Friday, 30 March 2012

New face at the IA - Josue Ramos

It is time for us to introduce the second of the new staff members who joined our IA family most recently, a resident of the West, Mr Josue Ramos:

Life can be perceived as having 2 categories of people, those who are known to be “born with a spoon” and those who “did without”. I’ll tell you how I got involved in archaeology and will let you decide my category. I grew up on a farm where living was totally dependent on farming. Hence, plowing was vital in preparing the soil, but something interesting was also part of our community. These were the “cultural remains” found spread all over the fields and the folklore around it. It was not until I was 8 years old when I was knocking door to door in San Ignacio Town that I knocked at the doors of the Busman Arnold building where I met a group of “white guys” with tiny brushes and a huge clump of dirt with “bones”. I was not the police, but a child selling “craboo” (a small, usually yellow, sweet, fruit) and the guys became my best customers. Additionally, they saw my interest and actually gave me the privilege of brushing out the dirt of a jaw bone, after a good explanation on the instruction and reason to clean the remains.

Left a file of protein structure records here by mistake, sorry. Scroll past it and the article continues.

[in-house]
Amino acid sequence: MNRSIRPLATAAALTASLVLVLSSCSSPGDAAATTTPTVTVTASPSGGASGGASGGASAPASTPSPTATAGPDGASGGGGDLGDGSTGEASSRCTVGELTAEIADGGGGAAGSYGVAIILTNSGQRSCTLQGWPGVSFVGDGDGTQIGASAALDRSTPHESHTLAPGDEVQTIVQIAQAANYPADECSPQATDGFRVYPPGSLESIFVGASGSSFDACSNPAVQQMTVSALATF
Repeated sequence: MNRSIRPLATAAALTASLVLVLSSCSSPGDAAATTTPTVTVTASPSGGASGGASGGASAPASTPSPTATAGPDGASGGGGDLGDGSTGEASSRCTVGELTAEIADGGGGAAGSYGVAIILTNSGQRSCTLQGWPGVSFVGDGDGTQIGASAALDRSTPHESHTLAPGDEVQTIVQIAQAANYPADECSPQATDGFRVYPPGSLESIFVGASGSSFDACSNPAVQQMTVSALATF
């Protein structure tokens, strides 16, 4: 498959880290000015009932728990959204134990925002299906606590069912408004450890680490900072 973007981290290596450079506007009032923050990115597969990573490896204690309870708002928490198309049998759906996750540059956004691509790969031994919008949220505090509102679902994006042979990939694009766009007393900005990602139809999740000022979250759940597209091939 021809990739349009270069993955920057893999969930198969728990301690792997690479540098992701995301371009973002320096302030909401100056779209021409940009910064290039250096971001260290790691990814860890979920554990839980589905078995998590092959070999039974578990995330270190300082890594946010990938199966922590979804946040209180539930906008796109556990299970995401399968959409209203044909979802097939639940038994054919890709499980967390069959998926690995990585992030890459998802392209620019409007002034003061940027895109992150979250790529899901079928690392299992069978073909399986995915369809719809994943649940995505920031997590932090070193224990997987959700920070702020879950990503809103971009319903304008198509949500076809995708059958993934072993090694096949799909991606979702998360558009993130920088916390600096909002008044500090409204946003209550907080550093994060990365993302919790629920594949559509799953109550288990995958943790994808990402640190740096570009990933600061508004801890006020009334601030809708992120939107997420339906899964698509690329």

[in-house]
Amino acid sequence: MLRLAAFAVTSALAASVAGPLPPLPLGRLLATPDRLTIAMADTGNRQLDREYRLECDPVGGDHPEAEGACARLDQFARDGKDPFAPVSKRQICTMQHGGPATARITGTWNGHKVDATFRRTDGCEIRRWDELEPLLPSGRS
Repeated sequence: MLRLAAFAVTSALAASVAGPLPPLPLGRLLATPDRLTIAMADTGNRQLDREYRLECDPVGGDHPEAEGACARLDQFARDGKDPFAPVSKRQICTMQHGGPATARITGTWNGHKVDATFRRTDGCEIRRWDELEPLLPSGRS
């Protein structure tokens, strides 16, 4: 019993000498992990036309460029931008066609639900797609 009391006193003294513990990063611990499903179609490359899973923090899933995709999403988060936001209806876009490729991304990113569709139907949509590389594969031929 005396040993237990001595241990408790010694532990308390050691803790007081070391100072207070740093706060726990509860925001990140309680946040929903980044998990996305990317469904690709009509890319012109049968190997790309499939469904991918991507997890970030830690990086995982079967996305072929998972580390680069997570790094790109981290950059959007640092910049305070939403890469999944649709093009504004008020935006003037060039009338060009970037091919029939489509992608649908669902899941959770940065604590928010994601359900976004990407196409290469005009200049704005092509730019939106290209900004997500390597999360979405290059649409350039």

It was not until 2006 that I officially started doing field school with Dr. Awe’s project (BVAR) at the site of Cahal Pech. Since then I have always been actively involved with field projects such as UMAP, LCAR and the majority of my time with BVAR. The dream of becoming an archaeologist was with me since childhood, but I didn’t know how or when this would occur.  The story of actually getting my education is a whole book on
its own.  I can tell you that it was not an easy road as those who knew me can attest to, but it was not impossible.  I thank all those who gave me advice, hosted me, educated me, and gave me courage to never quit, all these being better than any financial support. THANK YOU ALL! I graduated in 2010 with a dual degree from Galen University (Belize) and the University of Indianapolis (USA).

Certainly the opportunity given to me to work at the Institute of Archaeology is very fundamental to starting my career. It’s not the end but the beginning as I will contribute my utmost best to the IA. I am confident that I will make a landmark in our country Belize, and will continue to gain lots more experience which will certainly help me in my future education in Archaeology.


Josue E. Ramos